TEXT OF INTERVIEW
Steve Chiotakis: Last week, President Obama’s outlined his budget plan, and lawmakers are going back and forth about it. But the fight right now is over generalities. Specifics — including a big chunk for defense — will be out in April. That’s when we’ll find out the fate of Lockheed Martin’s F-22 Raptor, an aircraft the Pentagon’s already ordered more than 180 of. It is an expensive piece of machinery and the most technologically-advanced to date.
Mark Bowden is a reporter for The Atlantic. He writes about the F-22 in a piece this month, and he details the history — and the huge expense — of America’s military air superiority.
Mark Bowden: It’s fairly remarkable that the last American soldier killed by an enemy attack from the air was in April of 1953 in Korea. And that’s because the United States Air Force has had the skill levels and the equipment to completely dominate anyone in the world in the air.
Chiotakis: So Lockheed is trying to build on its successful F-15 and wants to build these super fast, super expensive F-22’s. But the air-to-air combat game is less frequent than ever. What’s their selling point?
Bowden: The selling point is that the advent of aircraft in other parts of the world — which today now 25, 30 years after the F-15 was introduced, are capable of challenging that fighter — have certainly increased the chances of the United States encountering opposition in the air. And so they want the F-22, which effectively moves the goal post out even further I think than the F-15 did a quarter of a century ago.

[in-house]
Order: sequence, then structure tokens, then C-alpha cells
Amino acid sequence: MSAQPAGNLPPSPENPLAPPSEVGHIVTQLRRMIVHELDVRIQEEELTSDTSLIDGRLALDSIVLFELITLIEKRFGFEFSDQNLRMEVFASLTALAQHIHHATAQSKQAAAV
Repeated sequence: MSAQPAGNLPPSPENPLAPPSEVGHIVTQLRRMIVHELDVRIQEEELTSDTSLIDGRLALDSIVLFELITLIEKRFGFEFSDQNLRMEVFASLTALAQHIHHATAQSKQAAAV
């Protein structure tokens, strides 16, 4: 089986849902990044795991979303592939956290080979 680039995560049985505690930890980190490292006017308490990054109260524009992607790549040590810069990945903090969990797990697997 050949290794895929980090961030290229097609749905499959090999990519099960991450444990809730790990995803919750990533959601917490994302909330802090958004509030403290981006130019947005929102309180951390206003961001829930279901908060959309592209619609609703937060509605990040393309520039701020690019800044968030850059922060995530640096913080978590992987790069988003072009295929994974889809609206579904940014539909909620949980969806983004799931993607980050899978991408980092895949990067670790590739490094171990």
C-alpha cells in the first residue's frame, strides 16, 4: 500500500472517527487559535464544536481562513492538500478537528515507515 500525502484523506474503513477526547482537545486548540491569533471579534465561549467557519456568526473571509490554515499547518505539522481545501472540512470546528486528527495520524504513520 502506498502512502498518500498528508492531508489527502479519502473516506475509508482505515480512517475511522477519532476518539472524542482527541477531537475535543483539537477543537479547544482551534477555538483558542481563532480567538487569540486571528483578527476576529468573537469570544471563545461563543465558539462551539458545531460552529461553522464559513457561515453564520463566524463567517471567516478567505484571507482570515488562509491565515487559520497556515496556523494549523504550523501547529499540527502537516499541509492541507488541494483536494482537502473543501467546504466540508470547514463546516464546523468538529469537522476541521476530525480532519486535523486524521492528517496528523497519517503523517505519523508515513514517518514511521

Chiotakis: Mark, this is a pretty stressed out economy, as we all know. What’s the determiner of whether something gets built?
Bowden: Well, there are so many factors, Steve. You know, from a military standpoint, you have to access the level of risk involved in giving up that measure of superiority. From a financial standpoint, I mean each one of these F-22’s are the most expensive fighters ever built. So on the surface of it, it makes a lot of sense just to decide we can’t afford them any more and we’ll have to accept the risk. But on the other hand, we’ve already invested billions of dollars. We have a production line for the F-22 which is up and running, and that includes contractors for 1,000 different parts in 44 different states throughout the country. So if you make the decision not to build the F-22, first of all it has an immediate impact on our economy, because that’s a huge contract being taken away from an industry. And secondly, you are abandoning a tremendous investment that you’ve made in this production line, which can not readily be restarted.
Chiotakis: Mark Bowden, reporter for The Atlantic Monthly. Mark, thank you for joining us.
Bowden: My pleasure, Steve, thank you.
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